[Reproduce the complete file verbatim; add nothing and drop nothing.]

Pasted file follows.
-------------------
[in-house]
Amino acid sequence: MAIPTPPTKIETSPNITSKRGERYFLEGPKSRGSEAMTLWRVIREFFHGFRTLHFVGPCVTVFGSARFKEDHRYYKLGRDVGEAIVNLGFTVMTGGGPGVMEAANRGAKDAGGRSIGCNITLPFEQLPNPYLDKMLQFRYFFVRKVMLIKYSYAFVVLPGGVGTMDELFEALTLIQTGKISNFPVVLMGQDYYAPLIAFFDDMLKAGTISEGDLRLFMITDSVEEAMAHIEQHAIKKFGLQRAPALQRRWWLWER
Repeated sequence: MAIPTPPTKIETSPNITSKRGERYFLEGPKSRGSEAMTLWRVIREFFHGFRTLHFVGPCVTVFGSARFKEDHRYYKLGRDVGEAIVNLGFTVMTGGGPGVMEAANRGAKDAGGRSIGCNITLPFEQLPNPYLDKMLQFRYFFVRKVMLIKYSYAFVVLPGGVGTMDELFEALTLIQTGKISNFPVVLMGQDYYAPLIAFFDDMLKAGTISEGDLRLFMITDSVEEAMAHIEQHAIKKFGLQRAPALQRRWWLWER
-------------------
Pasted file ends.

[in-house]
Amino acid sequence: MAIPTPPTKIETSPNITSKRGERYFLEGPKSRGSEAMTLWRVIREFFHGFRTLHFVGPCVTVFGSARFKEDHRYYKLGRDVGEAIVNLGFTVMTGGGPGVMEAANRGAKDAGGRSIGCNITLPFEQLPNPYLDKMLQFRYFFVRKVMLIKYSYAFVVLPGGVGTMDELFEALTLIQTGKISNFPVVLMGQDYYAPLIAFFDDMLKAGTISEGDLRLFMITDSVEEAMAHIEQHAIKKFGLQRAPALQRRWWLWER
Repeated sequence: MAIPTPPTKIETSPNITSKRGERYFLEGPKSRGSEAMTLWRVIREFFHGFRTLHFVGPCVTVFGSARFKEDHRYYKLGRDVGEAIVNLGFTVMTGGGPGVMEAANRGAKDAGGRSIGCNITLPFEQLPNPYLDKMLQFRYFFVRKVMLIKYSYAFVVLPGGVGTMDELFEALTLIQTGKISNFPVVLMGQDYYAPLIAFFDDMLKAGTISEGDLRLFMITDSVEEAMAHIEQHAIKKFGLQRAPALQRRWWLWER